This week’s Telecom Timeout features the latest information on Verizon’s new CFO, Alcatel-Lucent’s new Carrier Ethernet switch, and more on IPTV and Nortel.

Keeping you up-to-date on the latest in telecommunications industry news, views and strategy, Telecom Timeout and its weekly video blog track the highs and lows of the industry. Join us daily on Telecom Timeout for conversations on developing telecom trends and in-depth analysis of service providers, VoIP, wireless, IPTV, telecom regulation, and more.

February 16, 2009  7:59 PM

Telecom Timeout: Trials and Tribulations

MichaelDKelly Michael Kelly Profile: MichaelDKelly

[kml_flashembed movie="" width="425" height="350" wmode="transparent" /]

Juniper Q4 2008 results, Alcatel-Lucent’s end of year 2008 results, U.S. digital television conversion and AT&T out-sourcing suspension are a few topics covered on this week’s Telecom Timeout video update.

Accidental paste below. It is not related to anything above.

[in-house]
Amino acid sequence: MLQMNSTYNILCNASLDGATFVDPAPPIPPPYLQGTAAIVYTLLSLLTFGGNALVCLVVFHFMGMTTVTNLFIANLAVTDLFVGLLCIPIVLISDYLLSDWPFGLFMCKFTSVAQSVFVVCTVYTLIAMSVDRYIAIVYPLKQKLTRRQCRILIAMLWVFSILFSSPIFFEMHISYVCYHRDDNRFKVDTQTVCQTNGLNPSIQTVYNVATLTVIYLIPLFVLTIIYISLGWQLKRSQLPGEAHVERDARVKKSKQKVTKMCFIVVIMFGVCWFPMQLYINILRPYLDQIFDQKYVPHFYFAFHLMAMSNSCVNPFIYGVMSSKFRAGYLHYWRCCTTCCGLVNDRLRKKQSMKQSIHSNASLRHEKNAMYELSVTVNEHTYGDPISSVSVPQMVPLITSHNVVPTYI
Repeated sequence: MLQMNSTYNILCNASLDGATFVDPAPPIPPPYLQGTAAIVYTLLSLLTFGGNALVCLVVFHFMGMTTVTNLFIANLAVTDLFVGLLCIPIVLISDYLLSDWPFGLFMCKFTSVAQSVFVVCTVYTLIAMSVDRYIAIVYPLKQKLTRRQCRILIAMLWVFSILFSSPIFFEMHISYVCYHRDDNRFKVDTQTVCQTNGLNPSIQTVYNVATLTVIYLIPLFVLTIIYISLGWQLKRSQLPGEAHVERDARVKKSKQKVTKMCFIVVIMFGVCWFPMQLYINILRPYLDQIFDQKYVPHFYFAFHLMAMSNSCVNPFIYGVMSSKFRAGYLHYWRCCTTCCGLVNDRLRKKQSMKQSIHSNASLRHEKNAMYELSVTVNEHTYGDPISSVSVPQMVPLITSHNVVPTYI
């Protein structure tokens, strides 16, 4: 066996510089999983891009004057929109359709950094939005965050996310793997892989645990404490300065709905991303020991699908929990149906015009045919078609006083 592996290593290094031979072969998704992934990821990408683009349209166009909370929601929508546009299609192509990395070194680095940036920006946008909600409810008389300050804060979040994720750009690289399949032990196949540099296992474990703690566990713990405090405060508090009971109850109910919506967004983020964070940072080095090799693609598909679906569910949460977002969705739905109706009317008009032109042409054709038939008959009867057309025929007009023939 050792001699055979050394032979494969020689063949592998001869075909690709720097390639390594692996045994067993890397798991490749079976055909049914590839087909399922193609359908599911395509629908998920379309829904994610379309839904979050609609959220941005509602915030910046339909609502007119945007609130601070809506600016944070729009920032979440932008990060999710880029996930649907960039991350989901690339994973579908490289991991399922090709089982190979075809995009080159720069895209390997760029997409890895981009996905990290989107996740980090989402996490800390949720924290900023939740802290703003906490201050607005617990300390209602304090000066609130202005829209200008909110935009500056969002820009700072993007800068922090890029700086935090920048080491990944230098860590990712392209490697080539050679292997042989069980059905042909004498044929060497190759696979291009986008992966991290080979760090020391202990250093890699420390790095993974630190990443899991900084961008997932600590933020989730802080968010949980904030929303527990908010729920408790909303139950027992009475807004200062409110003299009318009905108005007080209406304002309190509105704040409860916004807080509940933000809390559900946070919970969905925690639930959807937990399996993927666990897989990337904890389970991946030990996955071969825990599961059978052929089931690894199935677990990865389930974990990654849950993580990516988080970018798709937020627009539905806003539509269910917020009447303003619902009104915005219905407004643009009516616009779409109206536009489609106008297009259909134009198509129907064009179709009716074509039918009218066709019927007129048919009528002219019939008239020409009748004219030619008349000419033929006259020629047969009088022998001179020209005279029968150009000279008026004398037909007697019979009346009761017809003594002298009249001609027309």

Keeping you up-to-date on the latest in telecommunications industry news, views and strategy, Telecom Timeout and its weekly video blog track the highs and lows of the industry. Join us daily on Telecom Timeout for conversations on developing telecom trends and in-depth analysis of service providers, VoIP, wireless, IPTV, telecom regulation, and more.

February 9, 2009  8:55 PM

Telecom Timeout: Groundhog Day

WPeterson William Peterson Profile: WPeterson

Last week’s update is a little late, but here it is:
[kml_flashembed movie="" width="425" height="350" wmode="transparent" /]
This was originally shot for February 4, 2009.

February 5, 2009  10:27 PM

Alcatel-Lucent’s earnings: Moving to half-full

Kate Gerwig Kate Gerwig Profile: Kate Gerwig